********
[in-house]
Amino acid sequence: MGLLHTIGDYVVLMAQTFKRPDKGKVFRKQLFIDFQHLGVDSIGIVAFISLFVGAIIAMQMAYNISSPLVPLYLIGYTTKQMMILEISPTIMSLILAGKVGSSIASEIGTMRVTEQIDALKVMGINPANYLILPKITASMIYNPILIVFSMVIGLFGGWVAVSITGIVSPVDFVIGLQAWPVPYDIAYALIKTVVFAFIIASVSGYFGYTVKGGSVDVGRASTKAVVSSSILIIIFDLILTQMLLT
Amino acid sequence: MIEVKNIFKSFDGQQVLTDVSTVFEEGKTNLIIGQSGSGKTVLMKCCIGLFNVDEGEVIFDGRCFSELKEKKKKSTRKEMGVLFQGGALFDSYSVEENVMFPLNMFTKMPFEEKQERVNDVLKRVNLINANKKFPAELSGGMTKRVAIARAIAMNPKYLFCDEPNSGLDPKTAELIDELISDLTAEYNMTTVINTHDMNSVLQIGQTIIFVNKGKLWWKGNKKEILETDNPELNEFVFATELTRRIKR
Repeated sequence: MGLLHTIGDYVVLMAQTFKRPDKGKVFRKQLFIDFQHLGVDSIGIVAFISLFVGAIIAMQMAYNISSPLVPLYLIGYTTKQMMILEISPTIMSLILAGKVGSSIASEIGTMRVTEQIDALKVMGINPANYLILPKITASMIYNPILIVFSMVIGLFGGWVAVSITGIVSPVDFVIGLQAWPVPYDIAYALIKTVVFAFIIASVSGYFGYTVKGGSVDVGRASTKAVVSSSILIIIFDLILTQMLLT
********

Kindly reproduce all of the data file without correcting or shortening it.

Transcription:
[in-house]
Amino acid sequence: MGLLHTIGDYVVLMAQTFKRPDKGKVFRKQLFIDFQHLGVDSIGIVAFISLFVGAIIAMQMAYNISSPLVPLYLIGYTTKQMMILEISPTIMSLILAGKVGSSIASEIGTMRVTEQIDALKVMGINPANYLILPKITASMIYNPILIVFSMVIGLFGGWVAVSITGIVSPVDFVIGLQAWPVPYDIAYALIKTVVFAFIIASVSGYFGYTVKGGSVDVGRASTKAVVSSSILIIIFDLILTQMLLT
Amino acid sequence: MIEVKNIFKSFDGQQVLTDVSTVFEEGKTNLIIGQSGSGKTVLMKCCIGLFNVDEGEVIFDGRCFSELKEKKKKSTRKEMGVLFQGGALFDSYSVEENVMFPLNMFTKMPFEEKQERVNDVLKRVNLINANKKFPAELSGGMTKRVAIARAIAMNPKYLFCDEPNSGLDPKTAELIDELISDLTAEYNMTTVINTHDMNSVLQIGQTIIFVNKGKLWWKGNKKEILETDNPELNEFVFATELTRRIKR
Repeated sequence: MGLLHTIGDYVVLMAQTFKRPDKGKVFRKQLFIDFQHLGVDSIGIVAFISLFVGAIIAMQMAYNISSPLVPLYLIGYTTKQMMILEISPTIMSLILAGKVGSSIASEIGTMRVTEQIDALKVMGINPANYLILPKITASMIYNPILIVFSMVIGLFGGWVAVSITGIVSPVDFVIGLQAWPVPYDIAYALIKTVVFAFIIASVSGYFGYTVKGGSVDVGRASTKAVVSSSILIIIFDLILTQMLLT